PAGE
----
Harvey Weinstein & Accusers Reach $44 Million Settlement
Harvey Weinstein and his legal team have reached a $ 44 million settlement in regards to the civil lawsuits over his alleged sexual misconduct, and claims against his company and associates. In October 2017, numerous women came forward with their stories, accusing Weinstein of sexual harassment, sexual assault and rape, resulting in Weinstein’s arrest and eventual firing from his own company, the Weinstein Company.
A huge driving factor in the take down of the Hollywood film producer was actress, and victim, Rose McGowan, who actively spoke out about her personal experience with Weinstein. Actresses Angelina Jolie, Gwyneth Paltrow, Mira Sorvino, and Ashley Judd also shared their experiences of abuse at the hands of Weinstein. Soon after, Charmed co-star Alyssa Milano spoke out about her experiences as well, popularizing the term #MeToo, which would become a movement for victims of sexual abuse, and a vehicle in which they could share their stories in an otherwise non-receptive environment. On March 25, 2018, The New York Attorney General’s office charged and arrested Weinstein for his alleged crimes against two of the alleged victims, despite over 80 women coming out with accusations against him. The Attorney General said that the charges also included “employee-victim accounts of sexual harassment, intimidation and other misconduct.” Weinstein was later released after his $ 1 million bail was posted on his behalf.
Weinstein’s attorneys told Delaware bankruptcy judge Judge Mary Walrath on Thursday that they had put together a deal that will be paid, not by Weinstein, but by insurance policies. CNN reports that $ 30 million will go to the alleged victims and former employees of the Weinstein Co., while the remaining $ 14 million will compensate Weinstein associates who are named as defendants in the lawsuit. Adam Harris, an attorney representing Bob Weinstein, Harvey’s brother and co-founder of Weinstein Company, gave the following statement regarding the settlement, “We now have an economic agreement in principle that’s supported by the plaintiffs, the [New York Attorney General’s office], the defendants and all the insurers, that if approved will provide significant compensation to victims, creditors of the estate, and allow the parties to avoid years of costly, time consuming, and, you know, uncertain litigation on all sides.”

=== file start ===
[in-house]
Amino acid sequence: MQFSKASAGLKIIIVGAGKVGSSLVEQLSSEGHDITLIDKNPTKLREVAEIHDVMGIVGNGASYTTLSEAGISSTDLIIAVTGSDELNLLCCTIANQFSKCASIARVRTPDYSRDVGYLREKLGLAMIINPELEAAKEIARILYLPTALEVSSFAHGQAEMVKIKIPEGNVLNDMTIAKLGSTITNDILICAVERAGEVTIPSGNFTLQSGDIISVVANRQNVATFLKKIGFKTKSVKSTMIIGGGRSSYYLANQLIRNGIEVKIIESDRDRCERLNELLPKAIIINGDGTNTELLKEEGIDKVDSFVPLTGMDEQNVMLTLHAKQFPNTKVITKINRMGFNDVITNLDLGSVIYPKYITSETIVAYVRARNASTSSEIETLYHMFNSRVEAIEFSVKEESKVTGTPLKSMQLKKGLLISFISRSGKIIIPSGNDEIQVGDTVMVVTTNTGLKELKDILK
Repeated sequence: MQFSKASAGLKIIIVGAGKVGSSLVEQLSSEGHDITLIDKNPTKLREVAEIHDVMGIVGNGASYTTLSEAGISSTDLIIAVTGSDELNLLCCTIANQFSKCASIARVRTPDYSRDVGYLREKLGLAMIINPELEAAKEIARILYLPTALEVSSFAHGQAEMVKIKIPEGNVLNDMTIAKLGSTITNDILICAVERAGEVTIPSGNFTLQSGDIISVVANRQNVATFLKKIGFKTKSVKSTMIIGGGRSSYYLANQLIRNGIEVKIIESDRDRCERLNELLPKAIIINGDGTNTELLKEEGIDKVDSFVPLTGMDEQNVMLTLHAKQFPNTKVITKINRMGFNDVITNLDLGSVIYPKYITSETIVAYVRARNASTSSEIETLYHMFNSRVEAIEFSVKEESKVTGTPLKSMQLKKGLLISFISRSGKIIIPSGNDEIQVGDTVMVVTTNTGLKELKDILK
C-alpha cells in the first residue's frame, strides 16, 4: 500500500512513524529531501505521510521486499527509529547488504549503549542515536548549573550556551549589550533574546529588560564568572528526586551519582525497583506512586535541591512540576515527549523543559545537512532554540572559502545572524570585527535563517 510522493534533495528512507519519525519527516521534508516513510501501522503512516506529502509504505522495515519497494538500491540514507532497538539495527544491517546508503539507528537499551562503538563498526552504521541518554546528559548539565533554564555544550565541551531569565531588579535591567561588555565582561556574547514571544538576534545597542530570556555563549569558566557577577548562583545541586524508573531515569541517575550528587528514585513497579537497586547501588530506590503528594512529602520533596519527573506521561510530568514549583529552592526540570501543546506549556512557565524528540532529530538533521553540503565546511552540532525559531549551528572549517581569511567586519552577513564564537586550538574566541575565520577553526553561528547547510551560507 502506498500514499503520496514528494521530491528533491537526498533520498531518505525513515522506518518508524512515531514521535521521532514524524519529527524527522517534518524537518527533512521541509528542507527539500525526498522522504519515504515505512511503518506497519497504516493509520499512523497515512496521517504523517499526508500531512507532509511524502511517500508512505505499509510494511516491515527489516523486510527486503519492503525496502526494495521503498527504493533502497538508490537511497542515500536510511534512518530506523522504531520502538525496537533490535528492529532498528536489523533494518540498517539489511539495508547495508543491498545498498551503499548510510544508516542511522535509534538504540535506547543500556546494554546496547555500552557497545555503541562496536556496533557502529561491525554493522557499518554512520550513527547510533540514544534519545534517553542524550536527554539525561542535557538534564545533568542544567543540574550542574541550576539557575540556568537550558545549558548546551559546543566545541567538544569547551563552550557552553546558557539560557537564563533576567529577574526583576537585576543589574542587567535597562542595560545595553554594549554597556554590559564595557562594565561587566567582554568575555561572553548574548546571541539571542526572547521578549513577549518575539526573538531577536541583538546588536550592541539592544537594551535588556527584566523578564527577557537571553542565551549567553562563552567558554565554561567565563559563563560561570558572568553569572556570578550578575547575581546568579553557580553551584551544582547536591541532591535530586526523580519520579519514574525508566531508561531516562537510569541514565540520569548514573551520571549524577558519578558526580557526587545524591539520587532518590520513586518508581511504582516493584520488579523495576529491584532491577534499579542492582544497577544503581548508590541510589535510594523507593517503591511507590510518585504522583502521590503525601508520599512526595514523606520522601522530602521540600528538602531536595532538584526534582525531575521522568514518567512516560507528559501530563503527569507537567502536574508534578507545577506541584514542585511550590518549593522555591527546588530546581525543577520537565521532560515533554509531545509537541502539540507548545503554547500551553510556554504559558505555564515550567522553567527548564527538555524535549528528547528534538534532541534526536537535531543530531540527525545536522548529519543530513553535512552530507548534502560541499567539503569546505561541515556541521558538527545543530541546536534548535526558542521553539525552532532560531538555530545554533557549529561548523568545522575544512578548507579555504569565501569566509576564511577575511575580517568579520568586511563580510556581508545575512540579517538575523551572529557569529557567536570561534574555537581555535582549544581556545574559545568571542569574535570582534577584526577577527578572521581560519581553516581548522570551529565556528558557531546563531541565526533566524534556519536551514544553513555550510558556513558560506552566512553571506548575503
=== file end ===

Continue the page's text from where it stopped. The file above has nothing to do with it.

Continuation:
On June 4, Judge Walrath will either approve or deny this settlement. In the meantime, the Weinstein Co., now owned by Dallas-based private equity firm Lantern Capital, is trying to pick up the pieces. The newly owned company requested the Delaware court to convert the company’s current chapter 11 bankruptcy filing to a chapter 7, so they would be able to liquidate their assets and resolve the civil litigation. A decision has yet to be made. Weinstein has never admitted to any of the accusations, claiming that any sexual contact with the alleged victims was “consensual.” He has since decided to keep out of the public eye, and has kept his silence on the matter.
After years of allegedly committing, and covering up, heinous sex crimes against countless women, Harvey Weinstein is finally seeing consequences for his actions. With the sale of his company, his expulsion from the Academy of Motion Picture Arts and Sciences, and now these charges, a noticeable shift in how society views such cases has taken place. Even the people closest to Weinstein have decided to step away from him. Sometime after the initial accusations came out in 2017, Georgina Chapman, wife and mother to two of Weinstein’s children, left her husband in the wake of the allegations surrounding him.